WHAT IS RAIN RFID?
- RAIN RFID is the comercial name for the technology defined by GS1's EPC Gen2 RFID standards
- Passive (meaning battery-less) wireless technology
- Tags can be embedded in rigid tags, paper stickers, or part of circuit boards
- High bulk reading accuracy; hundreds of tags can be identified per second
- Long read range of up to 10 m without line of sight
- Readers: handheld units, mounted on forklifts, dock doors, overhead locations that cover large areas within a warehouse
RAIN RFID for Industry and Everyday Items
With RAIN RFID, hundreds of individual items can be accurately counted in less than a second. This makes it possible to verify that every item loaded into a shipping container, stored into a bin, or loaded onto a truck, is fully accounted for.
Standards and Guidelines for Using RAIN RFID
International and national organizations have formulated standards, guidelines and recommendations for the deployment of RAIN RFID in the automotive industry, thereby ensuring interoperability throughout the supply chain and during assembly globally. ISO/IEC, GS1, Germany’s VDA, Odette International in the EU, and AIAG in the US, amongst others, have laid out rules regarding RFID for containers, parts and components, and sub-assemblies.
GS1 SGTIN documents encoding for tire identification. The VDA, for example, recommends the use of passive RFID tags and an extended memory size in order to store more identification data on the tag.
Process Optimization With RAIN RFID
Six Sigma and Kaizen are optimization methods used in car manufacturing for error reduction. RAIN RFID can further enhance these methods through increased automation and data-driven optimization. The goal of Lean Six Sigma, for instance, is the eliminate waste and reduce the number of defects to no more than 3.4 per 1,000,000 units produced. Similar to this, Kaizen pursues the goal of “continuous improvement” of the production process.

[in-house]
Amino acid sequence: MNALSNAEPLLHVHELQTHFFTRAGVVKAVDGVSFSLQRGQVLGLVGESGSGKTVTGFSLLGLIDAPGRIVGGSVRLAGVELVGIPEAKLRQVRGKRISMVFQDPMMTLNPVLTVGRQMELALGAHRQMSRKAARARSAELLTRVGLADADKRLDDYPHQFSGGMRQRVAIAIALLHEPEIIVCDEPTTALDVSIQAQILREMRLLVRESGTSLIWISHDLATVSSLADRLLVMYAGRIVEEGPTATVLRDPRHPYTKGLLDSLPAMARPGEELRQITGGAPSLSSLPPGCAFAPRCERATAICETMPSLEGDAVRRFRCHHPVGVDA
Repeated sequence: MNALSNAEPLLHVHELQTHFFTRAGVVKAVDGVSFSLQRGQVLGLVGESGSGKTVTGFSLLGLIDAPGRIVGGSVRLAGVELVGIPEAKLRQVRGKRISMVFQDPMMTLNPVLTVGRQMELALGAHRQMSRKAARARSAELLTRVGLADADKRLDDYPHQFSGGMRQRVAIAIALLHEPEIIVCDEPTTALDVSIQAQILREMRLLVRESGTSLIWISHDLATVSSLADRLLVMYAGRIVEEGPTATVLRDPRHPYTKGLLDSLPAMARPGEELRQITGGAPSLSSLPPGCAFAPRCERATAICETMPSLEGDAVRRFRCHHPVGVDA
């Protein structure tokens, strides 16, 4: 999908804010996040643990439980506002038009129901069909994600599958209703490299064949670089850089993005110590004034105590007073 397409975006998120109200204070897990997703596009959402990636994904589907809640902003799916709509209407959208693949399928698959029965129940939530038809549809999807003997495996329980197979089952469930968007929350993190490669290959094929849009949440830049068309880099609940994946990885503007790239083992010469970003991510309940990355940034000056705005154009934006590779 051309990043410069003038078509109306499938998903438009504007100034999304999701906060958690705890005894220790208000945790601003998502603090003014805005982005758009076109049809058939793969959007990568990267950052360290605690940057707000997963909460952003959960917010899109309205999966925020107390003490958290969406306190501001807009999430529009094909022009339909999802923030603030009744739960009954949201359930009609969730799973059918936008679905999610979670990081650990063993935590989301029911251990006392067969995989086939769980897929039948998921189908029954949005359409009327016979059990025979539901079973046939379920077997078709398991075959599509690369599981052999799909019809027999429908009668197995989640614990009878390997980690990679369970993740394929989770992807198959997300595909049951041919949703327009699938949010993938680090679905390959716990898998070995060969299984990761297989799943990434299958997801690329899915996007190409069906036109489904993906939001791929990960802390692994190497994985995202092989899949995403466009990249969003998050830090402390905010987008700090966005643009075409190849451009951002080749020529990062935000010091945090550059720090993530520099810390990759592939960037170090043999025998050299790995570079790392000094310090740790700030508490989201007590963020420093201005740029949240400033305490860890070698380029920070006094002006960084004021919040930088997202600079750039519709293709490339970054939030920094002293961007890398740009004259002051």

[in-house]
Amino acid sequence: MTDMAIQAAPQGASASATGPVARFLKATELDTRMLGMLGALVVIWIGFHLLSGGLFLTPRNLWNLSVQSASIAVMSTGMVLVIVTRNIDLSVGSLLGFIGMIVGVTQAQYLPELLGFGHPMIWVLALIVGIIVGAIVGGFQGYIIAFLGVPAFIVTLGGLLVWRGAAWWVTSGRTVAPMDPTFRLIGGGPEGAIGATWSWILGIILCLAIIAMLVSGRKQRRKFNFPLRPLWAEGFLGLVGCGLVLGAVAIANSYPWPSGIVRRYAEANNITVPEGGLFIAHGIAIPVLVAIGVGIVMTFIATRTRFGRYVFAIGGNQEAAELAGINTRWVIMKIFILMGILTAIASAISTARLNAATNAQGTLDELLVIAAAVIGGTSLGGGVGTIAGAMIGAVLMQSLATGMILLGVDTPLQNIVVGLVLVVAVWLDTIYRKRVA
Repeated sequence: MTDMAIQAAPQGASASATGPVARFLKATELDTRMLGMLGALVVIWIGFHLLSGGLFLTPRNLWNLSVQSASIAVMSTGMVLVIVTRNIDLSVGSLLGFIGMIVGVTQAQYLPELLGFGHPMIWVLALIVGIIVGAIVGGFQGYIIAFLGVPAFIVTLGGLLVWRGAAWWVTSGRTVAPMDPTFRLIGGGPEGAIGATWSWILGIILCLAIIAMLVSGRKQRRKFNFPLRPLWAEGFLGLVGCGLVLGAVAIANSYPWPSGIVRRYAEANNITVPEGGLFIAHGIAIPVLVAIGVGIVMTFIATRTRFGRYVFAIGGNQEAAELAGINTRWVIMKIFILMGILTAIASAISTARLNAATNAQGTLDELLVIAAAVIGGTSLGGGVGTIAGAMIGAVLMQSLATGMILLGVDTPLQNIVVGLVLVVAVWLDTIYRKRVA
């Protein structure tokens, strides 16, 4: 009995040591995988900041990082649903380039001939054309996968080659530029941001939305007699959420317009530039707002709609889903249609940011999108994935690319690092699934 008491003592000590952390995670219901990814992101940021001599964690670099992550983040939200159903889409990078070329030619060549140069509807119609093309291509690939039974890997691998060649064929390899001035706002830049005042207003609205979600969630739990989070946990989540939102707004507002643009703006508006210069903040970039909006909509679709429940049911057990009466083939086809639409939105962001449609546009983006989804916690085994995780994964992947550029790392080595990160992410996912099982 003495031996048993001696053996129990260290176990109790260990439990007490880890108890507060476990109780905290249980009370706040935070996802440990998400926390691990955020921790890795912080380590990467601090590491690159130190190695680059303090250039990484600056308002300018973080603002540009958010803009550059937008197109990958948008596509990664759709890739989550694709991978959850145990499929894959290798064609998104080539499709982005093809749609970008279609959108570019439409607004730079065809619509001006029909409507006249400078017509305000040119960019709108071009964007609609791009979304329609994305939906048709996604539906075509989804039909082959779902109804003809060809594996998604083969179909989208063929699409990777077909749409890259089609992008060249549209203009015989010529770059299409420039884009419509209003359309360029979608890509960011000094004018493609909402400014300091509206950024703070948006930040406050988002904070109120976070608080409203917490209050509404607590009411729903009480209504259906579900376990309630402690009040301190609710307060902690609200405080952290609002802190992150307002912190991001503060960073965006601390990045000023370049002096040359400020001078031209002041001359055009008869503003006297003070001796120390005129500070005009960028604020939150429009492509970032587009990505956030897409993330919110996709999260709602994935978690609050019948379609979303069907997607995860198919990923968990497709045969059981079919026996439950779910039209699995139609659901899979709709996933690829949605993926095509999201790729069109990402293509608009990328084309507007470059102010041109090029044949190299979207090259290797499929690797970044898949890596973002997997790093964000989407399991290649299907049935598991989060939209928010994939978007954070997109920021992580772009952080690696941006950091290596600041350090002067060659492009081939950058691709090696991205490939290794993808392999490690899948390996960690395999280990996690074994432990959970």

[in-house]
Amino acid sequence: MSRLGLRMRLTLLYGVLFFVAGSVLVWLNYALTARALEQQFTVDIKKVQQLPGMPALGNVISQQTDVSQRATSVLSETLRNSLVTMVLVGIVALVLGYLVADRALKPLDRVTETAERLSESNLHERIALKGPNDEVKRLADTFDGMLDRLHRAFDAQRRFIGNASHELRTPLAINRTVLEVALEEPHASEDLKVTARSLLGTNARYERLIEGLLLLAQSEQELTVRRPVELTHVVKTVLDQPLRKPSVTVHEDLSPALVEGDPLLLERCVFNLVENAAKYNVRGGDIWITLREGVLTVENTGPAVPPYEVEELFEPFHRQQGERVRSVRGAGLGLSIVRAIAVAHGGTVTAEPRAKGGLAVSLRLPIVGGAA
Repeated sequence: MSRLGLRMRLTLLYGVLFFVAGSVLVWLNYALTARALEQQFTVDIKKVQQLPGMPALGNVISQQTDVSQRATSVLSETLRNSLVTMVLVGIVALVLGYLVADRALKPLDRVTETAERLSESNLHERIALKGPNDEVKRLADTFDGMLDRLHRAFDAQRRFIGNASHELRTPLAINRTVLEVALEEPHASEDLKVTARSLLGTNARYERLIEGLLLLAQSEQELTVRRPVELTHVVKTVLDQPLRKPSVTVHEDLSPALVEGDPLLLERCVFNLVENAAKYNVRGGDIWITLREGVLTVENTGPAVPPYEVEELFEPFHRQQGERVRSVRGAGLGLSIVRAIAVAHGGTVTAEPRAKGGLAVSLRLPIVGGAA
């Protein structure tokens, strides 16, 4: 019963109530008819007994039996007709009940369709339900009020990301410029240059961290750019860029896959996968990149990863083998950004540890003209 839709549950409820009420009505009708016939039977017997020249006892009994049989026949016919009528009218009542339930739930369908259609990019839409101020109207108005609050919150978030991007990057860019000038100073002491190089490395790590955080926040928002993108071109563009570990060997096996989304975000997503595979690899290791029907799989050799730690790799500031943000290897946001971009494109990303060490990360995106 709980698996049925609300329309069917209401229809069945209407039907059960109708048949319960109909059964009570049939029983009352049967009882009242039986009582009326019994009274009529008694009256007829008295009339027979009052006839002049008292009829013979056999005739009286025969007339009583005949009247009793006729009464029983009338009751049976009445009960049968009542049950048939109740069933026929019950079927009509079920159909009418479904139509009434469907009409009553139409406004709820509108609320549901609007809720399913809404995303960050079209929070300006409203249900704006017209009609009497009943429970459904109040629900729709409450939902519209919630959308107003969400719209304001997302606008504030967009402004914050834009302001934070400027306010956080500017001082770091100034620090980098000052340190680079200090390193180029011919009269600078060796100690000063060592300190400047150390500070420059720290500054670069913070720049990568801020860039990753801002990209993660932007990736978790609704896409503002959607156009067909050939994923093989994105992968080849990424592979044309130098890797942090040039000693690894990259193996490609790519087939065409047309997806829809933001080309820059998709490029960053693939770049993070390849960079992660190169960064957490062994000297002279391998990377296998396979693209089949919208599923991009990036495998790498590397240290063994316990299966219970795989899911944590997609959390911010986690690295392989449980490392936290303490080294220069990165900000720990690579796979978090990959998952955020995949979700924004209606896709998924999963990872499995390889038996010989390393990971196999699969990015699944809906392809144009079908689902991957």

UCODE supports these methodologies. According to a 2022 study on warehouse logistics, process cycle time can be reduced by 91.5 percent when Lean Six Sigma and RFID technology are used in combination. Lead time, that is the amount of time it takes to complete a specific process from preparation to the finished product, can be reduced by 13 percent.
Materials for Rugged Use
To support the ruggedness and reliability needed for vehicle operation, RAIN RFID tags are often constructed with special materials and adhesives that are purpose-engineered and pre-qualified to withstand automotive-grade production and operation.
Tag materials including nylon, PP plastics, glass fiber, ferrites made of nickel-zinc (Ni-Zn) and manganese-zinc (Mn- Zn), and ceramics embedded in metal make the tags resistant to dirt and dust, water and harsh chemicals, sudden impact or shock, and electric overcharge. RAIN RFID can therefore be deployed where barcodes and other optical codes fail, including high-temperature environments, where peak temperatures can range between 190 and 230 °C.
High-temperature RAIN RFID tags can be mounted on the skid on which the chassis is transported through production. This way, the vehicle's path can be tracked from the body shop to final assembly.
RAIN RFID can be used just about anywhere in the vehicle – inside, outside, under the hood – and with difficult-to-label automotive components, including batteries, engine blocks, fuel caps, bumpers, cables, and tires.